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How I finally learned to sleep

https://www.theguardian.com/lifeandstyle/2018/dec/16/how-i-finally-learned-to-sleep-insomnia

theguardian.com

How I finally learned to sleep
My brain flickered into consciousness and, a moment later, a tiny lift in my chest made itself known. Glee. A simple but palpable joy on waking. I bounded out of bed, looking forward to the day. Then a sudden jolt had me standing, motionless, gazing across the room in wonder.

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The Elixir of Life

The Elixir of Life
Sleep, something which people take for granted, much like oxygen, is the elixir of life.

Insomniacs must know that sleep is natural, and normal, with each of us having the capability to sleep well.

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Tips for Sleeping

Tips for Sleeping
  • Get up at the same time every morning.
  • Write affirmations to tell yourself that your body knows how to sleep.
  • Don't involve your over-thinking mind too much.
  • Use your bed is for sleep and sex only.
  • Don't lie awake for more than 20 minutes on the bed, and if you can't sleep, get up and try to do some calming activity like folding laundry.

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The Enemy of Sleep

The Enemy of Sleep

Our body will take care of itself if left on its own. It is our mind which is the culprit, running like a motor, inducing low-grade anxiety inside us.

Sleep is not something you have to do, but something which happens naturally to you. If an insomniac forgets that he is an insomniac, he will have a good night's sleep.

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Sleep stability

It's the key to a good night’s sleep. It means pinning your bedtime to the same time every night, even on weekends, and waking up at the same time every morning, even on weekends. ...

The "8-hour sleep" myth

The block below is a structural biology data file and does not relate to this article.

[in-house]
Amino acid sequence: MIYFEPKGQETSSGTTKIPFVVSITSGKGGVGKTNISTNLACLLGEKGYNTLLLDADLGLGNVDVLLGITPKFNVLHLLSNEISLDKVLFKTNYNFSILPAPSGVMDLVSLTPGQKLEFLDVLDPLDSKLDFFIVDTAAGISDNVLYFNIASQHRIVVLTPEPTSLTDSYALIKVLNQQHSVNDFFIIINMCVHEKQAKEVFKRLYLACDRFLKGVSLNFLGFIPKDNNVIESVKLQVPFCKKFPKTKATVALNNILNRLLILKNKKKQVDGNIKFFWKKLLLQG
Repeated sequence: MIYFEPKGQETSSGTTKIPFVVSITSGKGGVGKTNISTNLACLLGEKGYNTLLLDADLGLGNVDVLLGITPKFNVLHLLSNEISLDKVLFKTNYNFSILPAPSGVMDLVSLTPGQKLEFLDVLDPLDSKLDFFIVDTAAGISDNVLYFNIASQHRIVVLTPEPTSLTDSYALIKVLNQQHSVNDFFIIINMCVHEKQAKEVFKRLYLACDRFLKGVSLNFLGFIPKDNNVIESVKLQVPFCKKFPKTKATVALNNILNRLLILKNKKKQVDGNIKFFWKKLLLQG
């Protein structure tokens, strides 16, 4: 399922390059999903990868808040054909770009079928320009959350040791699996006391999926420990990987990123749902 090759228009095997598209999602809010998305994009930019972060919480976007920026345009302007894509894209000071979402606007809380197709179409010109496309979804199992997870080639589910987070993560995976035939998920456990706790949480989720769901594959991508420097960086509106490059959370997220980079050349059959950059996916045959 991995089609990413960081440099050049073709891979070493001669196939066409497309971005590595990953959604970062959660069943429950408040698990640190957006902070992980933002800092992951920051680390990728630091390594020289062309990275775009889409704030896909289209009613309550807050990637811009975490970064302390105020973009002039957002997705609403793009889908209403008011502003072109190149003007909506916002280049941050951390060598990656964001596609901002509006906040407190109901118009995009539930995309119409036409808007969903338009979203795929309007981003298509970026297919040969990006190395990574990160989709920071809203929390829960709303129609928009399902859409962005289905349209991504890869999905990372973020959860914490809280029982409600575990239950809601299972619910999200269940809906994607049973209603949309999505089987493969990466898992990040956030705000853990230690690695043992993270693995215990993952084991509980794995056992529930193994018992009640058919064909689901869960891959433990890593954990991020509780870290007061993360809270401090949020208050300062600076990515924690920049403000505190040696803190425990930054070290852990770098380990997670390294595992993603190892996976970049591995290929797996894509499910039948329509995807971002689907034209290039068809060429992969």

8 hours of sleep/night is a useful goal, but it’s not true that everyone needs that. 

A lot of people get obsessed with this goal of getting 8 hours of sleep every single night, and because they’re someone who just doesn’t need that much sleep, or they can’t reliably sleep that long, they get anxious about it and that actually creates issues with insomnia.

Basic sleep hygiene

  • not drinking caffeine after midday;
  • not exercising too late;
  • not drinking alcohol before bed;
  • eating sensibly;
  • leaving mobile devices outside the bedroom (artificial light disrupts the brain).

If doing natural things like this doesn’t work, then it might be wise to consult with a specialist or a doctor.

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Our sleep-wake pattern

Our molecular clock inside our cells aims to keep us in sync with the sun

When we disregard this circadian rhythm, we are at a greater risk for illnesses such as diabetes, heart...

The lifestyle imbalance

Thomas Edison said that sleep is "a bad habit." Like Edison, we seem to think of sleep as an adversary and try to fight it at every turn. The average American sleeps less than the recommended seven hours per night, mostly due to electric lights, television, computers, and smartphones. 

However, we are ignoring the intricate journey we're designed to take when we sleep.

Stage One Sleep

When we fall asleep, the nearly 86 billion neurons in our brain starts to fire evenly and rhythmically. Our sensory receptors become muffled at the same time.

The first stage of shallow sleep lasts for about 5 minutes.

Keep in sync with your body’s natural sleep-wake cycle

  • Try to go to sleep and get up at the same time every day;
  • Avoid sleeping in, even on weekends;
  • Limit naps to 15 to 20 minutes in the early afternoon;

Melatonin

Is a naturally occurring hormone controlled by light exposure that helps regulate your sleep-wake cycle. 

Your brain secretes more melatonin when it’s dark, making you sleepy, and less when it’s light, making you more alert. 

However, many aspects of modern life can alter your body’s production of melatonin and shift your circadian rhythm

Influence exposure to ligh

During the day:

  • Expose yourself to bright sunlight in the morning. 
  • Spend more time outside during daylight. 
  • Let as much natural light into your home or workspace as possible.

At night:

  • Avoid bright screens within 1-2 hours of your bedtime.
  • Say no to late-night television.
  • Don’t read with backlit devices. 
  • When it’s time to sleep, make sure the room is dark.
  • Keep the lights down if you get up during the night.